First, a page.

- The Washington Times - Friday, January 16, 2009

Terry McAuliffe’s political clout is paying off — so far.

The former national party chairman outraised his competitors in the Democratic race for Virginia’s governorship during the latter part of last year — although he fell short of besting the contest’s lone Republican — and has tapped into political capital from heavyweights that include novelist John Grisham and a former top donor to Bill and Hillary Rodham Clinton’s legal fund.

“We feel very good about where we are,” McAuliffe spokeswoman Delacey Skinner said. “We have really focused during the exploratory period on raising money in Virginia.”

Candidates were required by Thursday to file campaign finance reports with the state elections board for the period from July through December. Mr. McAuliffe reported raising $947,505 during the recent fundraising period, with roughly $718,000 unspent.

Mr. McAuliffe, who also served as the head of Mrs. Clinton’s failed presidential campaign, began officially exploring a gubernatorial bid in November, shortening the amount of time he had to solicit donations.

By comparison, former state delegate Brian J. Moran — a Democrat who resigned last month to focus on the three-way nomination race full time - reported he raised $754,899 during the latter part of last year.

Mr. Moran raised more than $2.1 million total in 2008 and had $769,605 cash on hand at the end of the year, his campaign said. State Sen. R. Creigh Deeds of Bath County, another Democrat in the race, raised $658,000 in the last period and $1.5 million total, with $891,000 still unspent.

Meanwhile, Attorney General Bob McDonnell, who some say will benefit from being the only Republican candidate in the otherwise crowded field, reported raising $1.6 million in the past six months and more than $1 million since Election Day in November.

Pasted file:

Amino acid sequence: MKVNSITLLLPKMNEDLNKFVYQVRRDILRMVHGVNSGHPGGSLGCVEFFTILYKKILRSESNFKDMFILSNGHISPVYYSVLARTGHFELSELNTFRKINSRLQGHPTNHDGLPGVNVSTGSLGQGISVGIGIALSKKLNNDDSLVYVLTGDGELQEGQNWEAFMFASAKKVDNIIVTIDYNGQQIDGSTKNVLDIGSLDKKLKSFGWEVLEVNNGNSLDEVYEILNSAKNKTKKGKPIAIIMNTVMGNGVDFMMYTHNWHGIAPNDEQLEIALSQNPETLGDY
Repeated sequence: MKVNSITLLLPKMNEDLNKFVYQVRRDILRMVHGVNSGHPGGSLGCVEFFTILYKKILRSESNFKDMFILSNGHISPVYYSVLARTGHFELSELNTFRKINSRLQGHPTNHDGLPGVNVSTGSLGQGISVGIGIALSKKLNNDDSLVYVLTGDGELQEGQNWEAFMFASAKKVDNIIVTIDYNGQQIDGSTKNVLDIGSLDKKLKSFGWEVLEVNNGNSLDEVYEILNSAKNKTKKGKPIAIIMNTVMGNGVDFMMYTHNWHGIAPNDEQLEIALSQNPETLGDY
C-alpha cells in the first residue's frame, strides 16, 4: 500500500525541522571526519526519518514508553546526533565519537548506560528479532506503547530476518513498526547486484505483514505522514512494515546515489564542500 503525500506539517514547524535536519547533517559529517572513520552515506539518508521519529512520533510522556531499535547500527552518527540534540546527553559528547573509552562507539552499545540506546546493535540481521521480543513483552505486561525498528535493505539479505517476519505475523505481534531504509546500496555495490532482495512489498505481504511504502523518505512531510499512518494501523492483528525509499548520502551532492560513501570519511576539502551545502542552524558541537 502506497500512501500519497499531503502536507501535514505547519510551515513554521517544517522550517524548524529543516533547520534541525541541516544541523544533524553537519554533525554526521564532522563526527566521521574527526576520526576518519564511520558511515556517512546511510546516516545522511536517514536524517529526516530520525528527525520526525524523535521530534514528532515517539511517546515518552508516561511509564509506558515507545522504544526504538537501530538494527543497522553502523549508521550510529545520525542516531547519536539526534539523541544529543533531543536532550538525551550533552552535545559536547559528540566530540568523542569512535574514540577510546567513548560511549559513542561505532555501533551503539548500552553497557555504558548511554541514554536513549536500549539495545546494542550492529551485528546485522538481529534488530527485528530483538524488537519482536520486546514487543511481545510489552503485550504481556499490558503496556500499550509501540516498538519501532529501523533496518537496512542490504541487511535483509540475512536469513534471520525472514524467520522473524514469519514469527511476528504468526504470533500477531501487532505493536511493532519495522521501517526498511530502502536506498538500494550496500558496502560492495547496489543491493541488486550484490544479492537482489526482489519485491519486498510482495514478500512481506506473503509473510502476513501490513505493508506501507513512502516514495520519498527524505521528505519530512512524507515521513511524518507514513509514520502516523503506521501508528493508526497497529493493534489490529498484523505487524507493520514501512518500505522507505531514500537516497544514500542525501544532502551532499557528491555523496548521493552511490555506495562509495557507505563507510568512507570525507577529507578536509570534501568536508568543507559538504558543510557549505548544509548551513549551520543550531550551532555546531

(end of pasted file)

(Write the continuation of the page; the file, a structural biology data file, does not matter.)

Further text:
The Republican has more than $2 million on hand, his campaign said, and raised roughly $2.5 million since the beginning of 2008. His donors include former Republican National Committee Chairman Ed Gillespie, who gave $10,000; H. Gary Heavin, the Texas-based founder of the fitness chain Curves International who donated $25,000 and Altria, the parent company of tobacco giant Phillip Morris, which gave two donations of $10,000 each during the last period.

“This campaign finance report is a sign of growing momentum and strength,” McDonnell campaign manager Phil Cox said. “As Democrats continue to wage an expensive and competitive nomination [contest], Bob McDonnell is building the resources he needs to win in November.”

Mr. McAuliffe’s national fundraising prowess as head of the DNC has sparked expectations that he will turn the Democratic nominating contest into a high-stakes, high-spending race.

Of the nearly $1 million Mr. McAuliffe has raised thus far, less than $40,000 came from out-of-state donors, Miss Skinner said.

Among those who contributed the most to Mr. McAuliffe are billionaire businessman Randal J. Kirk, a major donor to Gov. Tim Kaine’s political action committee who gave $100,000 to Mr. McAuliffe; Mr. Grisham, who gave $50,000 and A. Huda Farouki, a corporate executive and former donor to Bill and Hillary Clinton’s Legal Expense Trust who also gave $50,000 to Mr. McAuliffe.


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